Recently, Public Health England made a rather troubling discovery. A man showed up to a clinic complaining of a sexually transmitted disease. It was gonorrhea, one of the more commonly seen ailments. The doctors knew treating this illness was going to be a challenge. They just didn't realize how difficult it was going to be.
At one time, treating the bacterium responsible for the disease, Neisseria gonorrhoeae, was relatively easy thanks to antibiotics. That changed in the 1950s with the discovery of antibiotic resistance. As the years went by, members of the species gained the ability to defend against a greater number of treatment options. By 2011, the situation had become critical with the discovery of a near-fully resistant strain in Japan. To make matters worse, a similar strain was found in France the next year.
Back in England, the patient was asked about his history and revealed he had been to South-East Asia in the previous month and admitted to having had sexual contact. But the likelihood that he would have contracted the same strain as the highly resistant one from 2011 seemed quite low. That one isolate had never cropped back up again and was thought to have been a unique case.
However, when treatment was started, the worst fears were realized. The infection did not go away. Upon further inspection of the bacterium, it was not exactly the same as the 2011 strain. Although the individual was treated, the detection of this infection served to amplify the concerns of England's health officials.
The situation has become so bad the World Health Organization has made this phenomenon a priority.
This rather troubling story is just one of many occurring across the globe. Antibiotic resistance continues to spread like wildfire, making treatment options less likely to succeed. The situation has become so bad the World Health Organization has made this phenomenon a priority. The institution has learned the only answer to the problem is a reduction in the use of antibiotics. Unless we learn to use fewer antibiotics, we are destined to enter a post-antibiotic era in which these once life-saving drugs will become useless in our battles against bacterial infections.
Unfortunately, the world doesn't seem to be listening, at least according to a recent study conducted by an international group of researchers. The group attempted to determine whether our dependence on antibiotics has lessened to any extent over the last decade and a half. The results show our hunger for these drugs may be even greater now than it was before resistance was considered a crisis.
The team attempted to calculate the number of antibiotics used over the course of 15 years, from 2000 to 2015. They collected information from a rather extensive database of global antibiotic sales. Data was obtained from 76 countries and crunched to identify trends in consumption. The information was also used to estimate the future of antibiotic use until the year 2030. The general aim was to see a general reduction or at least a slowing trend in antibiotic use, with the potential for even greater reduction in the future. But when the results came back, any hope was not just dashed — it was obliterated.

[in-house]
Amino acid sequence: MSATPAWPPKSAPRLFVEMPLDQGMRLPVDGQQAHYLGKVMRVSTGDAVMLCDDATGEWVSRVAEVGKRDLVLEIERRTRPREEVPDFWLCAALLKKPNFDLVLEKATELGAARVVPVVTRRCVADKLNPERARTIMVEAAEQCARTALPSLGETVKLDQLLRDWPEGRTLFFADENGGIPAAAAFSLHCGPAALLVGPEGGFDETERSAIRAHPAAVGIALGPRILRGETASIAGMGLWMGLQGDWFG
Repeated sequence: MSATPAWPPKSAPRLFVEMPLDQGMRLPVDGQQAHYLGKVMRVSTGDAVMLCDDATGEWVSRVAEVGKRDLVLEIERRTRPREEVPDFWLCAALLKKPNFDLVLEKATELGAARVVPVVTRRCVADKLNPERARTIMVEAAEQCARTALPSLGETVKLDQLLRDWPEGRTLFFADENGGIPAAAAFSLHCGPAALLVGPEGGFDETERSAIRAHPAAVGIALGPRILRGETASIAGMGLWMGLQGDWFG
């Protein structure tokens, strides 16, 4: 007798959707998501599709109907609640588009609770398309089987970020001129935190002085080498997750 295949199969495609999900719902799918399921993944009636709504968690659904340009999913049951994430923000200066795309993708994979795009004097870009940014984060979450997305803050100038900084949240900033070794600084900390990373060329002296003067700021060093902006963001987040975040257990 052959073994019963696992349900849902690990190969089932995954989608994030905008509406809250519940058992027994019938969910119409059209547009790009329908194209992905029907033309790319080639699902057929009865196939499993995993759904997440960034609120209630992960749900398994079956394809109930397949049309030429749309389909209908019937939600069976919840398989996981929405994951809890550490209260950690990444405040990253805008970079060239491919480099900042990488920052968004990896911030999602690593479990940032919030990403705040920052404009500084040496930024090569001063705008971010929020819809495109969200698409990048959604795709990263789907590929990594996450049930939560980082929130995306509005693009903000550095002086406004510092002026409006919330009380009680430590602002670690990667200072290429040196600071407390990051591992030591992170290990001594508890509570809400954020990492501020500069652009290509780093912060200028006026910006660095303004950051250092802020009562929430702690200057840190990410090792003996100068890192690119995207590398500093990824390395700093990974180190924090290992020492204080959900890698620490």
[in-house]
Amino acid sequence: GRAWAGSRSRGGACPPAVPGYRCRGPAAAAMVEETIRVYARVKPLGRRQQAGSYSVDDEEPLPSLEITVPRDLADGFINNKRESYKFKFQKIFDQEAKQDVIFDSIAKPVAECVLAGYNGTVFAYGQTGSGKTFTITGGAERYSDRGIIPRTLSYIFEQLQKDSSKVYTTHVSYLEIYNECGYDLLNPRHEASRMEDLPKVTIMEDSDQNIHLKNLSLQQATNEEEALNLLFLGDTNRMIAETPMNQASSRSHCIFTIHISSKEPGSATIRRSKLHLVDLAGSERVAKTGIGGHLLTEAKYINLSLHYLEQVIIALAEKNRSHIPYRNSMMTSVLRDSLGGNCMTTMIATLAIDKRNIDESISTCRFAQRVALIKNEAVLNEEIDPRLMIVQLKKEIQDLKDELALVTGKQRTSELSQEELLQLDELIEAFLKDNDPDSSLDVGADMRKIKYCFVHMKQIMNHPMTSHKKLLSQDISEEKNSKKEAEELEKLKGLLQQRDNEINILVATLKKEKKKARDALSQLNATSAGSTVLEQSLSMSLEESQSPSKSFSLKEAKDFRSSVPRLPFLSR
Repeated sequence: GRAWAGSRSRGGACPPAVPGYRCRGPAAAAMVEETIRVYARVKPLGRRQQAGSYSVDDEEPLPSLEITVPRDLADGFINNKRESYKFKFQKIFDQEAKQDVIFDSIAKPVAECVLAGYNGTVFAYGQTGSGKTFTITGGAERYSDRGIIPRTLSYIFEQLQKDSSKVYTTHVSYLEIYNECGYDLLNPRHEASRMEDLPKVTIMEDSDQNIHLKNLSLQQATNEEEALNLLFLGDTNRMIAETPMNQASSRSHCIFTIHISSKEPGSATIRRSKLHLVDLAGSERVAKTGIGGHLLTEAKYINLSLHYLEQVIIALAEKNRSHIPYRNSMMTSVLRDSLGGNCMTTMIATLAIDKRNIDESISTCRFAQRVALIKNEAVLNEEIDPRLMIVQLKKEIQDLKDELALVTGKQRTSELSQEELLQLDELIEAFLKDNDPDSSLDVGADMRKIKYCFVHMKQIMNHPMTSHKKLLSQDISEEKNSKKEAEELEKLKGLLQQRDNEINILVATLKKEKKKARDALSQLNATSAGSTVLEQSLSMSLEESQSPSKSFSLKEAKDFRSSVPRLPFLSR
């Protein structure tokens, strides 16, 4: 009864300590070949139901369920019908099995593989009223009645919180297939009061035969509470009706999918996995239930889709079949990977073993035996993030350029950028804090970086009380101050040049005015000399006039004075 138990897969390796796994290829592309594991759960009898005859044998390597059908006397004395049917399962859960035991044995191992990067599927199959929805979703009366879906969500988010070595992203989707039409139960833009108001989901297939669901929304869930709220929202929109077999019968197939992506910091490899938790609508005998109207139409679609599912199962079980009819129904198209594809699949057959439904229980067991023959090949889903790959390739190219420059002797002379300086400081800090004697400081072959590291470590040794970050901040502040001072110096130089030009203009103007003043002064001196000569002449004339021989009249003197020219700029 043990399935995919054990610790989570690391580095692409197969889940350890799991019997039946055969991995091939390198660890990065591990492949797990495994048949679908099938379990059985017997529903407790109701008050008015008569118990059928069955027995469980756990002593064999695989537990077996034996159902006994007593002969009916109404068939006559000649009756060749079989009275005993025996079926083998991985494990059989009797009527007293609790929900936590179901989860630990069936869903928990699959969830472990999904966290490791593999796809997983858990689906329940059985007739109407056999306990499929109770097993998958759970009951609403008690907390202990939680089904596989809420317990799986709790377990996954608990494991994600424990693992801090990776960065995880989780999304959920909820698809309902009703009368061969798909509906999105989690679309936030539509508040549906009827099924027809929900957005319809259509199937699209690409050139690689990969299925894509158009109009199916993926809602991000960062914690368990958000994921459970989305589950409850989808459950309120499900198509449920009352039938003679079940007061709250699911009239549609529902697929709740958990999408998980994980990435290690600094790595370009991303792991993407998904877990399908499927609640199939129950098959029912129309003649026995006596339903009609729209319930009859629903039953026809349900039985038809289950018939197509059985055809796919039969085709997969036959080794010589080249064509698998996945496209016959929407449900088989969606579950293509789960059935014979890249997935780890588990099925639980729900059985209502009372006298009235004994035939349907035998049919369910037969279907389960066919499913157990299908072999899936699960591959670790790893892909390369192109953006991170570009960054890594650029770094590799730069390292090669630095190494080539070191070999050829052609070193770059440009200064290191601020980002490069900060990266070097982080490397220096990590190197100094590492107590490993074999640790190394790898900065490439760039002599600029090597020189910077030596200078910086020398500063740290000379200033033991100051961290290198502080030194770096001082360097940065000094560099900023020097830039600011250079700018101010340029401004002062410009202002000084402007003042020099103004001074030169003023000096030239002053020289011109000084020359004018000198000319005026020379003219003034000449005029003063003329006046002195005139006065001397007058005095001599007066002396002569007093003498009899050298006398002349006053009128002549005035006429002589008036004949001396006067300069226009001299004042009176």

The team found the amount of antibiotics had gone up by a shocking 65 per cent over the 15-year period. At least half of the countries had seen significant increases in antibiotic prescriptions. As for the projections towards 2030, the data suggested an even greater rise over time. An unbelievable 161 per cent more antibiotics would be seen if no changes were made to prescribing policies.
The hard data was bad enough, but the nature of the countries consuming the most antibiotics made the picture even more worrisome. The highest users were mostly low- and middle-income countries with poorly regulated health systems in place. This meant major changes at the governmental and institutional level would be needed before any reductions in prescribing could be realized. The likelihood of that would be low at best.
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Thankfully, there was a little good news to be had. Nineteen countries, including Canada, the United States and Hong Kong had dropped their use over the years. Yet, as these are all high-income countries with structured health systems in place, the realization was that these nations were the outliers rather than the norm.
The results of this study combined with the news from Public Health England reveal a rather ominous future for human health. We are heading towards that post-antibiotic era and there seems to be little that can be done to stop it.
Yet, as with all global struggles, we can do our part locally to help improve the situation. Canada has already reversed the trend of rising consumption, and individually we can do two things to keep this trend alive. First, avoid asking for antibiotics when visiting the doctor. If an antibiotic is needed, it will be prescribed. In addition, seek out meats from animals raised without antibiotics. By using the pressure of our wallets, we may be able to reduce the levels of these drugs in agriculture. By keeping up with these two actions, you can be sure that moving forward, you are helping to improve the situation and stand as a leader against antibiotic resistance.
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